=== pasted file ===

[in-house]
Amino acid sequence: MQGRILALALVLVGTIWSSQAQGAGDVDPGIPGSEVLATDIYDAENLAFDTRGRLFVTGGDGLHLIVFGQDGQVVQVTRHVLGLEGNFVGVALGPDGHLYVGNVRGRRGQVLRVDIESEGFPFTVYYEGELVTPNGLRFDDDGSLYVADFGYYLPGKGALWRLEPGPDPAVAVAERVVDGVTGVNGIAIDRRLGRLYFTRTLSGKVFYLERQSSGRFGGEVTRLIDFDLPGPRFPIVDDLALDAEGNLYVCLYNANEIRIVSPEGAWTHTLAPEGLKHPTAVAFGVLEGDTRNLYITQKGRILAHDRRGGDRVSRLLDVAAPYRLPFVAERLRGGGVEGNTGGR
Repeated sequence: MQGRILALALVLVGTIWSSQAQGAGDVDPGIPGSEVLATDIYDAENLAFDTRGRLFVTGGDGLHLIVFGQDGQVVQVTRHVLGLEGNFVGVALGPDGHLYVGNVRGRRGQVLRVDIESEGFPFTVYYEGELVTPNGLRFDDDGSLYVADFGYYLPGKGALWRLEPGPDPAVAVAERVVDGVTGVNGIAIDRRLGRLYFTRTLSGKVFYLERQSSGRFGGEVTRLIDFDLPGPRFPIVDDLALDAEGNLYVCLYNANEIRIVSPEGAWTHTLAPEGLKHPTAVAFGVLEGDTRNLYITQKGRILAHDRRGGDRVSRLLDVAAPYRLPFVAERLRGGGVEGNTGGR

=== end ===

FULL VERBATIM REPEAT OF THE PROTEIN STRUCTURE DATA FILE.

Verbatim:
[in-house]
Amino acid sequence: MQGRILALALVLVGTIWSSQAQGAGDVDPGIPGSEVLATDIYDAENLAFDTRGRLFVTGGDGLHLIVFGQDGQVVQVTRHVLGLEGNFVGVALGPDGHLYVGNVRGRRGQVLRVDIESEGFPFTVYYEGELVTPNGLRFDDDGSLYVADFGYYLPGKGALWRLEPGPDPAVAVAERVVDGVTGVNGIAIDRRLGRLYFTRTLSGKVFYLERQSSGRFGGEVTRLIDFDLPGPRFPIVDDLALDAEGNLYVCLYNANEIRIVSPEGAWTHTLAPEGLKHPTAVAFGVLEGDTRNLYITQKGRILAHDRRGGDRVSRLLDVAAPYRLPFVAERLRGGGVEGNTGGR
Repeated sequence: MQGRILALALVLVGTIWSSQAQGAGDVDPGIPGSEVLATDIYDAENLAFDTRGRLFVTGGDGLHLIVFGQDGQVVQVTRHVLGLEGNFVGVALGPDGHLYVGNVRGRRGQVLRVDIESEGFPFTVYYEGELVTPNGLRFDDDGSLYVADFGYYLPGKGALWRLEPGPDPAVAVAERVVDGVTGVNGIAIDRRLGRLYFTRTLSGKVFYLERQSSGRFGGEVTRLIDFDLPGPRFPIVDDLALDAEGNLYVCLYNANEIRIVSPEGAWTHTLAPEGLKHPTAVAFGVLEGDTRNLYITQKGRILAHDRRGGDRVSRLLDVAAPYRLPFVAERLRGGGVEGNTGGR